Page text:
During World War I, Greek immigrant Louis Pappas served in the Army as a personal chef to General John Pershing. To give the hungry general some extra nutrition, Louis began adding scoops of potato salad to his traditional greek salads. When Louis returned to the United States, he opened up his own restaurant, Louis Pappas Riverside Café, where he would re-create this signature dish using fresh produce from his own ranch in Tarpon Springs.
Today, Louis Pappas's grandson continues his grandfather's old Florida family tradition at Pappas Ranch. There, he and his kitchen serve up a new menu of fresh seafood, poultry, sandwiches, street tacos, hand-cut steaks, and barbecue dishes whose "family flair" has been lauded by Metromix Tampa Bay. They continue to scoop savory housemade potato salad into their internationally renowned Louis Pappas Famous greek salad, tossing it in massive bowls that serve as many as four diners. Bartenders dole out glasses of locally brewed craft beers and wine or mix cocktails and martinis at the full center bar with flat-screen TVs.
The restaurant's decor channels that of the original Pappas family ranch. In the dining room, spacious booths are surrounded by rustic wooden walls, and outside is a covered outdoor patio.
Lonzalos Pizzeria & Ristorante borrowed the name of the one-time foreman of the Starkey Ranch, Lonzalo “Lonnie” Cannon, whose work ethic and Italian origins inspired the eatery’s culture. The man himself still resides in north Florida at the ripe old age of 95, not too far away to visit owner Scott Cochrane’s homage to his life.
The pizzeria serves regular, deep-dish, and stuffed pies, but also delves extensively into traditional Italian cookery, combining choice pieces of meat and seafood with rich sauces and pasta. The rich scent of cheese and wine wafts through the dining room, though visitors can opt instead to enjoy the fresh air, sunshine, and potential UFO sightings of alfresco dining on the outdoor patio. The indoor space transforms into a late-night comedy venue on the second Saturday of each month at 10 p.m., hosting a rotating cast of funny-bone ticklers.
Wining and dining yourself is easy at Clearwater, whose eclectic menu will mollify even the grumpiest of your taste buds. Begin a romantic dinner for yourself and your cute hitchhiker with a starter of brandied shrimp ($9), hummus and grilled pita bread ($7), or a salsa trio with tortilla chips ($6). Ask your server to whip out the award-winning wine list and double-team your main course with a glass of Borsao ($7) and a chipotle chicken quesadilla ($9); a pairing of pizza margherita ($9) and Vicolo pinot grigio ($7); or, in celebration of the day you saw your first squid, a glass of Marcel Martin Tetê de Cuvée Brut Cremant ($10) and a specialty cinnamon-apple and brie quesadilla ($10). Stop in during the daily happy hour from 5 p.m. to 7 p.m. and say goodbye to the sad and perplexed hours with two-for-one house wine, or drop by on the second and fourth Friday of every month for a free wine tasting and live music.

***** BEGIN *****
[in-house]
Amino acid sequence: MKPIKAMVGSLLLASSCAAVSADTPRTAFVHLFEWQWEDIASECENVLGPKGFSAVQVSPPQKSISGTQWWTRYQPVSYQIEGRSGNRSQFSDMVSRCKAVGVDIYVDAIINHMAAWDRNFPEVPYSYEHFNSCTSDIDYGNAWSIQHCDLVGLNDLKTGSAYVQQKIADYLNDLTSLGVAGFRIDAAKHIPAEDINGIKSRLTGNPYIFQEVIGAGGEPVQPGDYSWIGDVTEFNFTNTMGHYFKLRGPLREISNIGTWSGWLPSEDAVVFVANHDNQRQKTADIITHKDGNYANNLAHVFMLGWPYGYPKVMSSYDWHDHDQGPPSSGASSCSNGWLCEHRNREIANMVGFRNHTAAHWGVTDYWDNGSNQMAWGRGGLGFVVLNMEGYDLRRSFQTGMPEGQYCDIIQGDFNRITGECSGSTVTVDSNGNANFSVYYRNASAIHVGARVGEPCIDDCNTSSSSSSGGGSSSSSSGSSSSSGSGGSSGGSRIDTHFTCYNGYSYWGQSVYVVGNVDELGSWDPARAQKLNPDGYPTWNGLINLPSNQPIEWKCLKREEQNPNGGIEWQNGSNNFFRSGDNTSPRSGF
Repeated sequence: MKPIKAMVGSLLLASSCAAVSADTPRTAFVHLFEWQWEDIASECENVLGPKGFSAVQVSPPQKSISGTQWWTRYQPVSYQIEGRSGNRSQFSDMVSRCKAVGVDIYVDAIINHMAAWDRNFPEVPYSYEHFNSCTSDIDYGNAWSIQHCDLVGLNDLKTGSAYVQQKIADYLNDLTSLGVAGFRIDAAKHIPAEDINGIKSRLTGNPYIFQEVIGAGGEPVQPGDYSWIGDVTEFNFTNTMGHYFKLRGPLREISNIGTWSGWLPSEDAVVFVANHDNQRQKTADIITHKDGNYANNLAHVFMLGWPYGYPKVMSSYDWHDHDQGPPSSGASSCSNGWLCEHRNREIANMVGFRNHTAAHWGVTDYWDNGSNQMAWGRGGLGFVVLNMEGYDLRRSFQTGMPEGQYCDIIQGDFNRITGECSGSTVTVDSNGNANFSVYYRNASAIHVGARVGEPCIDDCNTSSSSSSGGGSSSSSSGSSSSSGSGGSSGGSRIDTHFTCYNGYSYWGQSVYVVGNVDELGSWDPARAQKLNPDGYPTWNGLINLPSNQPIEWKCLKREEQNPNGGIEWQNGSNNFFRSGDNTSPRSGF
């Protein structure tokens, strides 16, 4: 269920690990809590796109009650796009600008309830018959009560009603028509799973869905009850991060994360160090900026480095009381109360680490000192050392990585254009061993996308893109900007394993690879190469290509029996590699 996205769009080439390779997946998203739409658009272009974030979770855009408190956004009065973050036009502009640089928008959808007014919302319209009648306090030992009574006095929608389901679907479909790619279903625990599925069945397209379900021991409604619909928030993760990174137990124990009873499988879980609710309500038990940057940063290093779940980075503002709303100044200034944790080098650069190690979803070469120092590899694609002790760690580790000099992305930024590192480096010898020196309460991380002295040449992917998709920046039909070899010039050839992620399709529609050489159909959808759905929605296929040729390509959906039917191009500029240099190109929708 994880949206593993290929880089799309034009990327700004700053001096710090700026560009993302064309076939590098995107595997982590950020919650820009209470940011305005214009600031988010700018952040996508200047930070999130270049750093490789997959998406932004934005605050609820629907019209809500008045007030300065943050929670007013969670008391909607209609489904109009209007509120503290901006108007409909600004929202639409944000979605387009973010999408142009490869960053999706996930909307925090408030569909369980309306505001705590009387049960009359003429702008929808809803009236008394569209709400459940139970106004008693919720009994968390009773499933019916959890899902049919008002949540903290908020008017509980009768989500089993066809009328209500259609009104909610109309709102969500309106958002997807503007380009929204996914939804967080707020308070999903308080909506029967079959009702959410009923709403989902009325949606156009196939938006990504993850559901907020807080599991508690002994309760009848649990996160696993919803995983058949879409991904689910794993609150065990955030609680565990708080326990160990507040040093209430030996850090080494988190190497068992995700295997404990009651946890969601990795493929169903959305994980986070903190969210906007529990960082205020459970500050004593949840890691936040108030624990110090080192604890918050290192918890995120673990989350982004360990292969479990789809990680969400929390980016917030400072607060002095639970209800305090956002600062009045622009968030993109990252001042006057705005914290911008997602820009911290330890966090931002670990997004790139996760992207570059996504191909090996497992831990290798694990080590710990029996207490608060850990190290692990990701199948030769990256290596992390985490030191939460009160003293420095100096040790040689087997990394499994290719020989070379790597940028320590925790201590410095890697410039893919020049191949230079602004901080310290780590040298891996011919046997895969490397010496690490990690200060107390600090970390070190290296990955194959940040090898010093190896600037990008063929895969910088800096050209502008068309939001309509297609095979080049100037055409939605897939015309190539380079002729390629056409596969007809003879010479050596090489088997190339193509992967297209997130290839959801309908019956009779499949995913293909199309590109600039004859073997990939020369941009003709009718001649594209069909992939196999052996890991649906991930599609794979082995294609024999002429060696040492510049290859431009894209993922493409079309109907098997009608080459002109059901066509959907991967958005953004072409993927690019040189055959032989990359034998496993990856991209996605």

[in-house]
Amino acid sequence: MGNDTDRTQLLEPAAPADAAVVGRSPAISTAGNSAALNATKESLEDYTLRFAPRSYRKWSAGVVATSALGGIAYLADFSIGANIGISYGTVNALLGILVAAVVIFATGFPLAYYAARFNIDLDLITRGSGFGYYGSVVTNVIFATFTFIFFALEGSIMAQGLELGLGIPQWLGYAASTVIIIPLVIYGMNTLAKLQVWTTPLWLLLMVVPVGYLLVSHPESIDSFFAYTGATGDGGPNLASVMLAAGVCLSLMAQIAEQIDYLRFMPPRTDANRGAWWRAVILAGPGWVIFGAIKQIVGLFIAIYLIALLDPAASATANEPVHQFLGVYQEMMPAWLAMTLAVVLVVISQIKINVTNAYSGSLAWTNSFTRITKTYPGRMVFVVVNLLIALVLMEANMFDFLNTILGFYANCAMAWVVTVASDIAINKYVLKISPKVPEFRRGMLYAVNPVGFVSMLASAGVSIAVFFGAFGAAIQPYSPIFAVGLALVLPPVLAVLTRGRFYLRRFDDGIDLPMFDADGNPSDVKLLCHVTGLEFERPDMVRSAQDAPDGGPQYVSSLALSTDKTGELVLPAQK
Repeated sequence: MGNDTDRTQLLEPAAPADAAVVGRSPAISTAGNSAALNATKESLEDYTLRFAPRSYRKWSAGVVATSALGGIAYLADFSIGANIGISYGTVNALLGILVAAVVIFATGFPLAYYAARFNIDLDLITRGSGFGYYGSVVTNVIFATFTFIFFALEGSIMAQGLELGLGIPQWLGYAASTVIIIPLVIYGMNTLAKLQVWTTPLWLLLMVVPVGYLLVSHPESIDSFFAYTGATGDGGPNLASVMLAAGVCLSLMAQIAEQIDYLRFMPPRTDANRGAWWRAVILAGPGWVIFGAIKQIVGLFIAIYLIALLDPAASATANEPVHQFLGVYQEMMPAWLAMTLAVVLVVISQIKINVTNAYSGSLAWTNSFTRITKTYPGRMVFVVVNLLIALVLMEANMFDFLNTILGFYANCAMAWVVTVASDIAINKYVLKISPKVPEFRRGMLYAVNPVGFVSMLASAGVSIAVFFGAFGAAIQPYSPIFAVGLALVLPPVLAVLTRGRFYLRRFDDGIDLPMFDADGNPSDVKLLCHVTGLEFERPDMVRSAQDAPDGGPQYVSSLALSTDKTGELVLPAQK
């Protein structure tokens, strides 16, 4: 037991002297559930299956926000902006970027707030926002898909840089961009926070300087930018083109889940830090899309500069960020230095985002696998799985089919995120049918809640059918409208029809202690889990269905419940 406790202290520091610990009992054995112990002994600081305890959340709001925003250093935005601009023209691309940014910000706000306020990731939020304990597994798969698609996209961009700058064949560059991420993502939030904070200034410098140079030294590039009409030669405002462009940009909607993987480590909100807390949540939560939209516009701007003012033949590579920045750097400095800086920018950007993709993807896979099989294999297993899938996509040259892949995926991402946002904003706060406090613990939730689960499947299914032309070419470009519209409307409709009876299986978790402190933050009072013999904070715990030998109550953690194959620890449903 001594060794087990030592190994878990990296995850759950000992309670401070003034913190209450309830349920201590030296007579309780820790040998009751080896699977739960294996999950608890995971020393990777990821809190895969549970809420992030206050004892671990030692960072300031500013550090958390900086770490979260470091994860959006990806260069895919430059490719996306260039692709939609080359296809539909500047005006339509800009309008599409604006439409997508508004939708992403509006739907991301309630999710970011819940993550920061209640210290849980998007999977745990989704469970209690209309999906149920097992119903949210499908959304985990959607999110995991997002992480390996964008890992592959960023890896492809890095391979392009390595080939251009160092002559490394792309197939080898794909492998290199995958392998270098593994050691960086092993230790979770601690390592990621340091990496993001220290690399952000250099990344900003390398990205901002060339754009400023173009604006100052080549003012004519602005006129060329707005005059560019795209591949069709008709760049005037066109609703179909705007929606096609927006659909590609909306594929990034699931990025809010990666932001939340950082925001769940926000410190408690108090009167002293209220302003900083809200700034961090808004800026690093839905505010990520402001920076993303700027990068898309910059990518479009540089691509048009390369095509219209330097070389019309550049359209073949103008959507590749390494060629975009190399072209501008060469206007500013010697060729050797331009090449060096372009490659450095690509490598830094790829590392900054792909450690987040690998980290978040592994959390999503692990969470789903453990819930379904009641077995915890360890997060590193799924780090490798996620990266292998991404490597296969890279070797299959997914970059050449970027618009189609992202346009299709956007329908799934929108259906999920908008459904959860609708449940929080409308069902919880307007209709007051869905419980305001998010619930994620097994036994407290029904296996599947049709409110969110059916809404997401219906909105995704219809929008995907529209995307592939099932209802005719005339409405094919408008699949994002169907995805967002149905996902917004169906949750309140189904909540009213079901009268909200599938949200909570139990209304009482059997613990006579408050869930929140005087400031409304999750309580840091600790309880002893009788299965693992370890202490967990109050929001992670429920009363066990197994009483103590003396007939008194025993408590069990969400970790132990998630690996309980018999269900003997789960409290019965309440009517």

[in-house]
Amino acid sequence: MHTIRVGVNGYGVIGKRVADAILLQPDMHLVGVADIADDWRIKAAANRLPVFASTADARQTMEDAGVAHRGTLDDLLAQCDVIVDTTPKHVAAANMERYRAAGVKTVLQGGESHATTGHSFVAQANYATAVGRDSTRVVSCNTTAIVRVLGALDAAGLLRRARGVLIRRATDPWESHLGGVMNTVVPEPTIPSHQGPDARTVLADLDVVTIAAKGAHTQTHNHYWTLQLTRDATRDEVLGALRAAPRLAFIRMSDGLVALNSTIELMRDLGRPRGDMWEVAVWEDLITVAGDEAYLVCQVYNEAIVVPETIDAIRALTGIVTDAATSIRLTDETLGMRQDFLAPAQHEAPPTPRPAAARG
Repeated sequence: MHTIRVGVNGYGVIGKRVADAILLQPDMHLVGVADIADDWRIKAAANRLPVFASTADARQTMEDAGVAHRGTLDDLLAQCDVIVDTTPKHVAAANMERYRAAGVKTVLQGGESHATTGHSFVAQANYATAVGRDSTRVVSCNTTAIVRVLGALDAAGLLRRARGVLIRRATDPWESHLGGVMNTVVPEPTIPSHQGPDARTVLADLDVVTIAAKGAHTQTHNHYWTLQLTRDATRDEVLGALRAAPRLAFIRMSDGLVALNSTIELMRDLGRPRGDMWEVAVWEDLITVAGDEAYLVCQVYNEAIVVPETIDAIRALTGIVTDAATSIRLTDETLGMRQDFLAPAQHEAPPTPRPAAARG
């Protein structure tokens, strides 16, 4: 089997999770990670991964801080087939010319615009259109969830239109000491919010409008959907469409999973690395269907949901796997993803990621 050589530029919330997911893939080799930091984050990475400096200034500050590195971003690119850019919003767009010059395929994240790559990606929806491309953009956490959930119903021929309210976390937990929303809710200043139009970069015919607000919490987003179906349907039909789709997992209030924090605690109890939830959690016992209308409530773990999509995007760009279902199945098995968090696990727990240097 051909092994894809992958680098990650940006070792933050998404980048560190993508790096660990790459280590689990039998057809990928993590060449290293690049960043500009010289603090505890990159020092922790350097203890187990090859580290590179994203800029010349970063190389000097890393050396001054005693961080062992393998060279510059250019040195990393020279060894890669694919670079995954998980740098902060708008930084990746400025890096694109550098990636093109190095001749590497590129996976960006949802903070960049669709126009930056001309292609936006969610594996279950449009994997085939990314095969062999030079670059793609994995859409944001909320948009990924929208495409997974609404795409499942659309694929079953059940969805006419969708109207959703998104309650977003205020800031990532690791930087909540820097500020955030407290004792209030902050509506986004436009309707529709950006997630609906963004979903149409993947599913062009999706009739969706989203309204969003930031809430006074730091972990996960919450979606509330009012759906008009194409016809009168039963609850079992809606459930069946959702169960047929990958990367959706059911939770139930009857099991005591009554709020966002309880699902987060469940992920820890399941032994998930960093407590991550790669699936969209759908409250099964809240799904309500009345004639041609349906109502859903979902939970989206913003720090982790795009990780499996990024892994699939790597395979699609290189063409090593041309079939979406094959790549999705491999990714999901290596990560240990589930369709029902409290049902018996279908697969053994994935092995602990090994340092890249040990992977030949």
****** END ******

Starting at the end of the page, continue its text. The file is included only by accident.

The patient chefs at Pit Boss Bar-B-Q have slow-cooked succulent ribs and barbecue fare over an oak-wood fire for over a quarter century, earning the 1994 small business of the year award from the West Pasco Chamber of Commerce. The menu proffers starters such as colossal onion rings, which chivalrous chefs bravely hand-dip in beer batter before deep-frying and delivering to diners from armored horse ($4.99). Mounds of succulent pork smothered in Pit Boss’ signature barbecue sauce nestle into the pork sandwich ($5.99), and a full pound of pork ribs can be ordered with an entourage of texas toast and two sides ($9.99; $8.49 for a smaller portion). To slake thirst, adults bob for fruit bits in a pitcher ($9.99) or frosted mug ($3.79) of Pit Boss’ homemade sangria, and kids take turns hunting for ghosts of vegetables within the Scooby Doo burger ($4.99).
San’s delectable menu bursts with a medley of homemade thin crust pizzas, piping pastas, and hearty sandwiches crafted with fresh ingredients. Dinner DJs hand-hurl each pie sky-high upon your order, slathering it in scratch-made sauce, a rich blend of cheeses, and tantalizing toppings including house-made meatballs, artichokes, eggplant, and feta ($1.95+ / slice, $7.50+ / pie). Silence trilling tummies with specialty pizzas, such as the rail-thin Cara’s Crispino sprinkled with tomato, basil, garlic, and balsamic ($2.50 / slice, $18.95 / 16’’x16’’), or the Balls of Fire pizza, a pizza topped with cheese and pizza sauce combined with a special hot sauce, meatballs, jalapeno and crushed red peppers ($18.95 / 18" large). Homemade manicotti ($10.95) and lasagna ($10.75 for cheese, $11.75 for beef) soak in flavorsome lochs of house marinara, and a bevy of hot and cold sandwiches ably sate bun enthusiasts ($5–$8.75).